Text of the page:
Impact of acute SCD1 inhibition on plasma lipids and its effect on nutrient handling and insulin signaling in murine skeletal muscle
Omar, Jaclyn M
Stearoyl-coA desaturase-1 (SCD1) activity has been linked to the development of obesity and the metabolic syndrome (MetS) through its central role in lipid metabolism. Understanding how changes in SCD1 activity affect obesity and MetS risk biomarkers and investigating how these changes in activity affect nutrient handling in non-hepatic tissues is also important. This study investigated how acute SCD1 inhibition effected plasma lipids, skeletal muscle nutrient handling and insulin signaling in mice fed a high-carbohydrate very-low fat diet for 10 weeks. This study demonstrated that SCD1 inhibition created acute dyslipidemia, altered nutrient handling protein activity and increased the percentage of saturated fatty acids (SFA) in hepatic and muscle tissue, independent of dietary oleic acid content. However, the molecular controls of protein synthesis in the mTOR pathway were not affected by the loss of SCD1 activity. In conclusion, we observed that inhibiting hepatic SCD1 activity and subsequently changing the monounsaturated fatty acid (MUFA) to SFA ratios in tissues alters normal nutrient handling in skeletal muscle.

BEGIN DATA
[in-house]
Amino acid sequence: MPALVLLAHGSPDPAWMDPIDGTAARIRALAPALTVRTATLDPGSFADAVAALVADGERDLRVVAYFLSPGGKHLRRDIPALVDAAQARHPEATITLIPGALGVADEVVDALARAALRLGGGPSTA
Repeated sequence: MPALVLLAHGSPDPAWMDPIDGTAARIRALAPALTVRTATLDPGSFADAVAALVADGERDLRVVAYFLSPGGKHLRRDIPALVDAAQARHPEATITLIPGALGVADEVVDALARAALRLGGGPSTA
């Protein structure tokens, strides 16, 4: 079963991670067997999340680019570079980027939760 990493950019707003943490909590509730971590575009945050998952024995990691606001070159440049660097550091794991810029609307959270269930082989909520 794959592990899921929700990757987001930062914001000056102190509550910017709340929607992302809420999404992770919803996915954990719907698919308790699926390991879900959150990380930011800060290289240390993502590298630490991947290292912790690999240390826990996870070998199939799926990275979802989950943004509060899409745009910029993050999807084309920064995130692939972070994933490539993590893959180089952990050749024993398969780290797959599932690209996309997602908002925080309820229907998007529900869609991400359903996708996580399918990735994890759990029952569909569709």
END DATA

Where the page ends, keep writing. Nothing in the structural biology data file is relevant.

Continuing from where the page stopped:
obesity, de novo lipogenesis, stearoyl co-a desaturase 1, nutrient handling, protein translation, lipid metabolism